DVR Study Doesn't Ring Quite True

David Kiley

Consumers are buying digital video recorders at a slower rate this year than last, according to a report by Magna Global.

In the second quarter, only 965,000 subscribers signed up for DVRs, down from 1.15 million in the prior quarter and 1.32 million in the fourth quarter of 2004. There are currently around 8 million DVR subscribers in the U.S, says Magna Global.

Brian Weiser, director of industry analysis at the Interpublic Group of Cos.-owned research unit told Ad“If predictions of large numbers of DVR subscriptions in the next couple of years are unfounded -- and the data we are seeing shows the rate of growth is slowing, not increasing -- our point of view is that DVRs appeal to higher-end subscribers.”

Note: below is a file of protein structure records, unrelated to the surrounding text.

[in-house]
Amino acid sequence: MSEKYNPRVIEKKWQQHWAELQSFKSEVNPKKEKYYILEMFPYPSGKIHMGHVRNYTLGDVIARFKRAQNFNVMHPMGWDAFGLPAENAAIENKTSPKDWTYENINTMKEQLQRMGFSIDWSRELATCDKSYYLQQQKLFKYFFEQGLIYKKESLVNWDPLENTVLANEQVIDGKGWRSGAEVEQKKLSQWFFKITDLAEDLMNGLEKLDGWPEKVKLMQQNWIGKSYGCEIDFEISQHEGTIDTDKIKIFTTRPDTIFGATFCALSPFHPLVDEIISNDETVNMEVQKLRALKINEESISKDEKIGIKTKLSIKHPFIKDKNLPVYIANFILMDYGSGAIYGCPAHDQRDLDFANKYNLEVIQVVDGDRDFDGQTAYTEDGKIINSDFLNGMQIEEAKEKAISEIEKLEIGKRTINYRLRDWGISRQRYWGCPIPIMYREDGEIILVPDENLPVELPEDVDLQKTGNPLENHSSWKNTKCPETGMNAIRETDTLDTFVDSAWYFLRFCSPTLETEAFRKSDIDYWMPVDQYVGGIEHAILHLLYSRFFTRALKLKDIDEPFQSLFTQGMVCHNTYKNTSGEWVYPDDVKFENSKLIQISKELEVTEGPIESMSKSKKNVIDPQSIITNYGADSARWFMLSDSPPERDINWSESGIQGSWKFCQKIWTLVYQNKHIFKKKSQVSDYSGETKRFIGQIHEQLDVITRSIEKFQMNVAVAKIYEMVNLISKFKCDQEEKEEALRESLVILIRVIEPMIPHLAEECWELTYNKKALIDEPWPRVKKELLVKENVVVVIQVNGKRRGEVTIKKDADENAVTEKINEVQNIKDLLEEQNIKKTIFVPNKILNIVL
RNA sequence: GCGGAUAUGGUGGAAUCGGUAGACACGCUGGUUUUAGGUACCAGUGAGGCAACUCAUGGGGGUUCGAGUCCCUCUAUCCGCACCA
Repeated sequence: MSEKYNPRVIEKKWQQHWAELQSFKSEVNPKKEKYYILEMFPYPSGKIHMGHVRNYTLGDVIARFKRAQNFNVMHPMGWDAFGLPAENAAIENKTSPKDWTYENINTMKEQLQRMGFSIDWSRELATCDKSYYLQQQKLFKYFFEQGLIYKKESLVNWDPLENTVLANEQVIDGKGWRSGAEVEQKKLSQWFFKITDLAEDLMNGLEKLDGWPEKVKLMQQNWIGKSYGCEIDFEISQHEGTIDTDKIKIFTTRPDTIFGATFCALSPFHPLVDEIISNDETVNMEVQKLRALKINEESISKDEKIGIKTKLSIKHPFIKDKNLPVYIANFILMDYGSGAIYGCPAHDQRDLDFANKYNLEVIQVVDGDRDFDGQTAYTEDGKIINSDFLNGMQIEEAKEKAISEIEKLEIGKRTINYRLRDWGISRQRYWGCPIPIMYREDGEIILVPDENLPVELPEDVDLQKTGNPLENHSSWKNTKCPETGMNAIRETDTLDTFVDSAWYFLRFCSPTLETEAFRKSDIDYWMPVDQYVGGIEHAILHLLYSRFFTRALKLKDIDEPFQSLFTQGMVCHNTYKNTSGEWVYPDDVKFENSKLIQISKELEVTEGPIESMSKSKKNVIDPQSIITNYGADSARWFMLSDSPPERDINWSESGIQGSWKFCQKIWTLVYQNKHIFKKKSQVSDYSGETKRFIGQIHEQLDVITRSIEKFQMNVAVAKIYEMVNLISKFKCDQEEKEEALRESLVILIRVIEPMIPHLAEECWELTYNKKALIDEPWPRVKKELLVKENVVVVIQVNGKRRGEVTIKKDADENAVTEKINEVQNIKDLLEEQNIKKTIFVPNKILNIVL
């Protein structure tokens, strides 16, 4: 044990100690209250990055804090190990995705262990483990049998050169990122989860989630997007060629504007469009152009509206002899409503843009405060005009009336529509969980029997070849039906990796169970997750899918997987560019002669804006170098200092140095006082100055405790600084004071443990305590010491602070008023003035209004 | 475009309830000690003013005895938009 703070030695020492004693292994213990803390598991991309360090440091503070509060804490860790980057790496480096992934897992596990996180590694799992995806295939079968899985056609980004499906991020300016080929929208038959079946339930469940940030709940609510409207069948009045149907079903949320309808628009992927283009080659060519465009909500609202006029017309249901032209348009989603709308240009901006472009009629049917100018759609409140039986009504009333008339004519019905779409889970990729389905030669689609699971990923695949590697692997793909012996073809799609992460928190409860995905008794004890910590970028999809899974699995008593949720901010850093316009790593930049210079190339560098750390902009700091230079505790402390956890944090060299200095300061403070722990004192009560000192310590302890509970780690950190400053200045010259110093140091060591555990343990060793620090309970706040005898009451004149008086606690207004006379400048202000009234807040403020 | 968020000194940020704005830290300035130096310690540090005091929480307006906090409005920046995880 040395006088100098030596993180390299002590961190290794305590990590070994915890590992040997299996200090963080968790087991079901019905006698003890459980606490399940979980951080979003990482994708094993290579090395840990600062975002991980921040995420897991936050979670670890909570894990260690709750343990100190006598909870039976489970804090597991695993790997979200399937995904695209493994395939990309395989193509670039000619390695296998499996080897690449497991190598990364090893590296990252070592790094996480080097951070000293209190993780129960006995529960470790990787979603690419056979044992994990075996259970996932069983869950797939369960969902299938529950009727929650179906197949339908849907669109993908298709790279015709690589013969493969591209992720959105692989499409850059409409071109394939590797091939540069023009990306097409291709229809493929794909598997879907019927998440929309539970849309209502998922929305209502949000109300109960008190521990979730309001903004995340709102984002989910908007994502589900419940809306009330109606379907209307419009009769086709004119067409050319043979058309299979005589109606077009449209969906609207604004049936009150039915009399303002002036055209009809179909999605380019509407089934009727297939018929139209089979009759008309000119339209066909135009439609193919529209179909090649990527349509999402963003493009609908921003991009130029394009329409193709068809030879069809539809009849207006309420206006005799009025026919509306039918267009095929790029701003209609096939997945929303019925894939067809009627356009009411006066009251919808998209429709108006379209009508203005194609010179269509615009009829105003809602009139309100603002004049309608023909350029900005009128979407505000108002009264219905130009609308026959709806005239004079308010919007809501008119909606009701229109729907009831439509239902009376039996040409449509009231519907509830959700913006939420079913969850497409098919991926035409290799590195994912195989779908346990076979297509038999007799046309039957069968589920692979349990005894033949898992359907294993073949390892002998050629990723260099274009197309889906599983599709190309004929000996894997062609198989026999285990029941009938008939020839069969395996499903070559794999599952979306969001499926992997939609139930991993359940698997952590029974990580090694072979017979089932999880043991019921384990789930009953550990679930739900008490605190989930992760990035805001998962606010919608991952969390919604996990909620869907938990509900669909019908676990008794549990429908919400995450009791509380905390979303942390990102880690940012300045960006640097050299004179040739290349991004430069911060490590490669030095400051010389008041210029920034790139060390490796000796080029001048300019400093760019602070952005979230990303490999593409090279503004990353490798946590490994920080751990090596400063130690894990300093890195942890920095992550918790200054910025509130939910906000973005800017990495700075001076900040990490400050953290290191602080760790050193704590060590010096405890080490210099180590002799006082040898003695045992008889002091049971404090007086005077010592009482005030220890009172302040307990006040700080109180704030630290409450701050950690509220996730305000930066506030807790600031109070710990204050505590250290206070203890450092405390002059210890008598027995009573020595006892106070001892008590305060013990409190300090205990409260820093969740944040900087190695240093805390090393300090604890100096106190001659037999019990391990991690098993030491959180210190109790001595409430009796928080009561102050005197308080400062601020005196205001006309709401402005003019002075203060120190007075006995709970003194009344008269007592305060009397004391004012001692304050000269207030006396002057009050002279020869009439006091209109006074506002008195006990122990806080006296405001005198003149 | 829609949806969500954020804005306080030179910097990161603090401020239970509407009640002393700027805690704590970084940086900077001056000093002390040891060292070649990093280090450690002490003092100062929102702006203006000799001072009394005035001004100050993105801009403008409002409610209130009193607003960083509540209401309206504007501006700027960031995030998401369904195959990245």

What this analysis doesn't address very well is that cable companies have not done the best job of marketing DVRs, and will undoubtedly respond to the downturn in purchases by making them cheaper to buy. DVRs may have a first-wave appeal to higher end cable subscribers, but as the rest of the cable world goes from analog to digital cable and cable companies get more aggressive at marketing and pricing the devices, strong penetration will continue. The DVR addresses one of the great un-met needs of the last thirty. Will it ever be 100% of cable subscribers? No. But at 8 million and climbing, they wind up in the most valuable consumer households advertisiers covet: upper income, well educated, busy.

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